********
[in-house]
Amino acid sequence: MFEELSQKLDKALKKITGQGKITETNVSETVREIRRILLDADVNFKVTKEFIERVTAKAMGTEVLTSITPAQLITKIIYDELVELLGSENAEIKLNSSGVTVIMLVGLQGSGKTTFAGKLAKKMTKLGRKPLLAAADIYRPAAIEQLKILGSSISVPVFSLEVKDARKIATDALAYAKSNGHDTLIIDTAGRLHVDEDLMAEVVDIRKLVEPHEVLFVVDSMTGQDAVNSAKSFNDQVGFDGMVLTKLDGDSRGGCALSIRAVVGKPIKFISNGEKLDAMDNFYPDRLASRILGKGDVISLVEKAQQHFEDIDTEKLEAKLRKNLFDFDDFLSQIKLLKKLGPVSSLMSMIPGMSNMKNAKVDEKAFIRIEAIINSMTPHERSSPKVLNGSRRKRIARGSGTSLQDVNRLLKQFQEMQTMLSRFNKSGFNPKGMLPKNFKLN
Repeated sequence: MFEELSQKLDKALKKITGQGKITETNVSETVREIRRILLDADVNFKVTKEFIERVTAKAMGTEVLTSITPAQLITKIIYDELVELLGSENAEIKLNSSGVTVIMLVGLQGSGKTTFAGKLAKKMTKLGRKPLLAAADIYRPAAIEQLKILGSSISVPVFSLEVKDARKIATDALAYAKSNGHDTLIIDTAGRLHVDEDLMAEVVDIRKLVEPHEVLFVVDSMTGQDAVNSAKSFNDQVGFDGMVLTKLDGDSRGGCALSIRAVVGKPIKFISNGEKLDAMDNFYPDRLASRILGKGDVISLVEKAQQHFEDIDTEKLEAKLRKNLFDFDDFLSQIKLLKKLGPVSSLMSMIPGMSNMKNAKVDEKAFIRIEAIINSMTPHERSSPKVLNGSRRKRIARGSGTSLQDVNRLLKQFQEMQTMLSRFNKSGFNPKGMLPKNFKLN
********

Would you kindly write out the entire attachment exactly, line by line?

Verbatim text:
[in-house]
Amino acid sequence: MFEELSQKLDKALKKITGQGKITETNVSETVREIRRILLDADVNFKVTKEFIERVTAKAMGTEVLTSITPAQLITKIIYDELVELLGSENAEIKLNSSGVTVIMLVGLQGSGKTTFAGKLAKKMTKLGRKPLLAAADIYRPAAIEQLKILGSSISVPVFSLEVKDARKIATDALAYAKSNGHDTLIIDTAGRLHVDEDLMAEVVDIRKLVEPHEVLFVVDSMTGQDAVNSAKSFNDQVGFDGMVLTKLDGDSRGGCALSIRAVVGKPIKFISNGEKLDAMDNFYPDRLASRILGKGDVISLVEKAQQHFEDIDTEKLEAKLRKNLFDFDDFLSQIKLLKKLGPVSSLMSMIPGMSNMKNAKVDEKAFIRIEAIINSMTPHERSSPKVLNGSRRKRIARGSGTSLQDVNRLLKQFQEMQTMLSRFNKSGFNPKGMLPKNFKLN
Repeated sequence: MFEELSQKLDKALKKITGQGKITETNVSETVREIRRILLDADVNFKVTKEFIERVTAKAMGTEVLTSITPAQLITKIIYDELVELLGSENAEIKLNSSGVTVIMLVGLQGSGKTTFAGKLAKKMTKLGRKPLLAAADIYRPAAIEQLKILGSSISVPVFSLEVKDARKIATDALAYAKSNGHDTLIIDTAGRLHVDEDLMAEVVDIRKLVEPHEVLFVVDSMTGQDAVNSAKSFNDQVGFDGMVLTKLDGDSRGGCALSIRAVVGKPIKFISNGEKLDAMDNFYPDRLASRILGKGDVISLVEKAQQHFEDIDTEKLEAKLRKNLFDFDDFLSQIKLLKKLGPVSSLMSMIPGMSNMKNAKVDEKAFIRIEAIINSMTPHERSSPKVLNGSRRKRIARGSGTSLQDVNRLLKQFQEMQTMLSRFNKSGFNPKGMLPKNFKLN